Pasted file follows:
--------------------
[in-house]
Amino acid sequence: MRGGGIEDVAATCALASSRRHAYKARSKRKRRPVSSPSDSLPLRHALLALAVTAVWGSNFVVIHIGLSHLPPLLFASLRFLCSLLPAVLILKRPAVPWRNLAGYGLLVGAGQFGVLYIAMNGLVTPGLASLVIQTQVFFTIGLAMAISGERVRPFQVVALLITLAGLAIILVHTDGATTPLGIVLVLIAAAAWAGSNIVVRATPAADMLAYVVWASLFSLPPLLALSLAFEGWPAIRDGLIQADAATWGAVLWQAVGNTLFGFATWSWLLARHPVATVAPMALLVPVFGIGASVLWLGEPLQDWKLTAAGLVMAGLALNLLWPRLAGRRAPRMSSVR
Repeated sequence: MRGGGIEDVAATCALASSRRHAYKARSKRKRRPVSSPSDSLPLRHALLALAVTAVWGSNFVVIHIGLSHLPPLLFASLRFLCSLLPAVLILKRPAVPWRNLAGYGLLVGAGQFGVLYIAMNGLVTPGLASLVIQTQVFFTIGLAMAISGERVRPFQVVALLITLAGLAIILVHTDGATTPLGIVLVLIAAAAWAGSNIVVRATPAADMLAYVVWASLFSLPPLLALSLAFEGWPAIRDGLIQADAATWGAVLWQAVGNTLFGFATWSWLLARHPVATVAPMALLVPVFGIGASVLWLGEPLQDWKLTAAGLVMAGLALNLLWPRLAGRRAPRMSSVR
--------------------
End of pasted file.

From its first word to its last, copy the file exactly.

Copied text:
[in-house]
Amino acid sequence: MRGGGIEDVAATCALASSRRHAYKARSKRKRRPVSSPSDSLPLRHALLALAVTAVWGSNFVVIHIGLSHLPPLLFASLRFLCSLLPAVLILKRPAVPWRNLAGYGLLVGAGQFGVLYIAMNGLVTPGLASLVIQTQVFFTIGLAMAISGERVRPFQVVALLITLAGLAIILVHTDGATTPLGIVLVLIAAAAWAGSNIVVRATPAADMLAYVVWASLFSLPPLLALSLAFEGWPAIRDGLIQADAATWGAVLWQAVGNTLFGFATWSWLLARHPVATVAPMALLVPVFGIGASVLWLGEPLQDWKLTAAGLVMAGLALNLLWPRLAGRRAPRMSSVR
Repeated sequence: MRGGGIEDVAATCALASSRRHAYKARSKRKRRPVSSPSDSLPLRHALLALAVTAVWGSNFVVIHIGLSHLPPLLFASLRFLCSLLPAVLILKRPAVPWRNLAGYGLLVGAGQFGVLYIAMNGLVTPGLASLVIQTQVFFTIGLAMAISGERVRPFQVVALLITLAGLAIILVHTDGATTPLGIVLVLIAAAAWAGSNIVVRATPAADMLAYVVWASLFSLPPLLALSLAFEGWPAIRDGLIQADAATWGAVLWQAVGNTLFGFATWSWLLARHPVATVAPMALLVPVFGIGASVLWLGEPLQDWKLTAAGLVMAGLALNLLWPRLAGRRAPRMSSVR